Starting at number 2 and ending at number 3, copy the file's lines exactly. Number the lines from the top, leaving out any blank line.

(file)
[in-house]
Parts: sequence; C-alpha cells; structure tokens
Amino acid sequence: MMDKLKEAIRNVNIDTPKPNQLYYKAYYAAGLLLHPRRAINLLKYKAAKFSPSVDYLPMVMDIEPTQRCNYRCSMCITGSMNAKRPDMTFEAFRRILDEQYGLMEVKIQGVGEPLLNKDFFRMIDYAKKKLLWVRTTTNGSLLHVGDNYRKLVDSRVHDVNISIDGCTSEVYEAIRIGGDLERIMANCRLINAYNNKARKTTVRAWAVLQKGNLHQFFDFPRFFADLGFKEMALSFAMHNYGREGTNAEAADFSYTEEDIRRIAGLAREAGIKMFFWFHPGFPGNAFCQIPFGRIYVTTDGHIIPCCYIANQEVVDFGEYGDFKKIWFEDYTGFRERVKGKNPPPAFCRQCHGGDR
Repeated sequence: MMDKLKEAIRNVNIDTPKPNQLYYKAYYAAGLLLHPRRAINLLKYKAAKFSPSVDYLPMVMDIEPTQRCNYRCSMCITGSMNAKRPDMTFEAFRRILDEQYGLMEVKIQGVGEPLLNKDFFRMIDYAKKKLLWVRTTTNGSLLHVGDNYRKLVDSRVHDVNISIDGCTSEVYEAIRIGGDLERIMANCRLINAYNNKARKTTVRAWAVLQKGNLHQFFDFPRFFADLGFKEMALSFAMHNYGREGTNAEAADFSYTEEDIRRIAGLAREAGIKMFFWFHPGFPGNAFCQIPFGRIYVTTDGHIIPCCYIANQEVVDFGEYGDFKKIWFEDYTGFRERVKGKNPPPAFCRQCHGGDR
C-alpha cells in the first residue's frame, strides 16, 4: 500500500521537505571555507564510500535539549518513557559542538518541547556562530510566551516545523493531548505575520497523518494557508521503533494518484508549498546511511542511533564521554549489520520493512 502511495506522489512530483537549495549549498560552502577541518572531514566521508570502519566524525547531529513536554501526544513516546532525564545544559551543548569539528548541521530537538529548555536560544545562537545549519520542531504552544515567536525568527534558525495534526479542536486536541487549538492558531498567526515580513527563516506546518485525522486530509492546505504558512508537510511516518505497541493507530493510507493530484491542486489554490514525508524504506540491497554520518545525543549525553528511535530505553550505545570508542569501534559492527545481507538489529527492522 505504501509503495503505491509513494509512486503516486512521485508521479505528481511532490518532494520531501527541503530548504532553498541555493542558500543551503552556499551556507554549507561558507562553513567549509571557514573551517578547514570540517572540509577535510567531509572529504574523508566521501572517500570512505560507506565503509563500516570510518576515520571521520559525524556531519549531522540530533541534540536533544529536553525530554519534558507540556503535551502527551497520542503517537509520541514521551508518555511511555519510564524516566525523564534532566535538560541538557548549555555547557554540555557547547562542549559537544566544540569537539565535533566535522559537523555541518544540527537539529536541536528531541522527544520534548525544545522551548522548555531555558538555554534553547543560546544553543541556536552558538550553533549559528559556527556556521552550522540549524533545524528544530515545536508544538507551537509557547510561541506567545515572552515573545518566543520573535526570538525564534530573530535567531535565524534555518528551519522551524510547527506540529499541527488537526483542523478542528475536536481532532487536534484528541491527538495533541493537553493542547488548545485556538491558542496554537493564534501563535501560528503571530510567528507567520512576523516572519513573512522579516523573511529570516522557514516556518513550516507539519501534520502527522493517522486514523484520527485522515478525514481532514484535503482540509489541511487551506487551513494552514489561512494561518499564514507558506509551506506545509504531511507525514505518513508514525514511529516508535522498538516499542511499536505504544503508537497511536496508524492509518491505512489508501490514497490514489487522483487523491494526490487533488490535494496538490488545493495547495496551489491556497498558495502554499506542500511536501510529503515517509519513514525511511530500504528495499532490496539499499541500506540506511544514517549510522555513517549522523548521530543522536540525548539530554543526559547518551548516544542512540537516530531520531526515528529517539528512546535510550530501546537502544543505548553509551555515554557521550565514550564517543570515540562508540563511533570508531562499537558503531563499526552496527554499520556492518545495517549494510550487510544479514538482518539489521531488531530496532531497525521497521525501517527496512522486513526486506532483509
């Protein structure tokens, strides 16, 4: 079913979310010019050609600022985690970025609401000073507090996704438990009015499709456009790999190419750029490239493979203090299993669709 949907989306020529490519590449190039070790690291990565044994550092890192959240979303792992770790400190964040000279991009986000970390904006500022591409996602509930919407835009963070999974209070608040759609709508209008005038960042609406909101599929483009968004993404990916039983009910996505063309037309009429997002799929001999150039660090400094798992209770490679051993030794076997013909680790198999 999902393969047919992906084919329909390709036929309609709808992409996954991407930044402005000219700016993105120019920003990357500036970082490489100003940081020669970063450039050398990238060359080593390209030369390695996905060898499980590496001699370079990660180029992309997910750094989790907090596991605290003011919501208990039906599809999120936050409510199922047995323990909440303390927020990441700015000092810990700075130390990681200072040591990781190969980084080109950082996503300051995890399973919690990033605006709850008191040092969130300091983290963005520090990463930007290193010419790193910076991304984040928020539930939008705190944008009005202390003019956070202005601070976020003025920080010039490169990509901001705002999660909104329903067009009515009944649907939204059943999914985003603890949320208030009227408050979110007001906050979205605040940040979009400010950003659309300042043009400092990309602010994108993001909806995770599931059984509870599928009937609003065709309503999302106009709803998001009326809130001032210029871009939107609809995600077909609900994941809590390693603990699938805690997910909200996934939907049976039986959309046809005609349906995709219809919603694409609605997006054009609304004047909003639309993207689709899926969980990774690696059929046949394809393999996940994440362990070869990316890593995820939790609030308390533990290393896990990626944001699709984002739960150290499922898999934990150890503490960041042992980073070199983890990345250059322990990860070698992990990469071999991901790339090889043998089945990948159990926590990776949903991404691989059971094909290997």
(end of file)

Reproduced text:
Parts: sequence; C-alpha cells; structure tokens
Amino acid sequence: MMDKLKEAIRNVNIDTPKPNQLYYKAYYAAGLLLHPRRAINLLKYKAAKFSPSVDYLPMVMDIEPTQRCNYRCSMCITGSMNAKRPDMTFEAFRRILDEQYGLMEVKIQGVGEPLLNKDFFRMIDYAKKKLLWVRTTTNGSLLHVGDNYRKLVDSRVHDVNISIDGCTSEVYEAIRIGGDLERIMANCRLINAYNNKARKTTVRAWAVLQKGNLHQFFDFPRFFADLGFKEMALSFAMHNYGREGTNAEAADFSYTEEDIRRIAGLAREAGIKMFFWFHPGFPGNAFCQIPFGRIYVTTDGHIIPCCYIANQEVVDFGEYGDFKKIWFEDYTGFRERVKGKNPPPAFCRQCHGGDR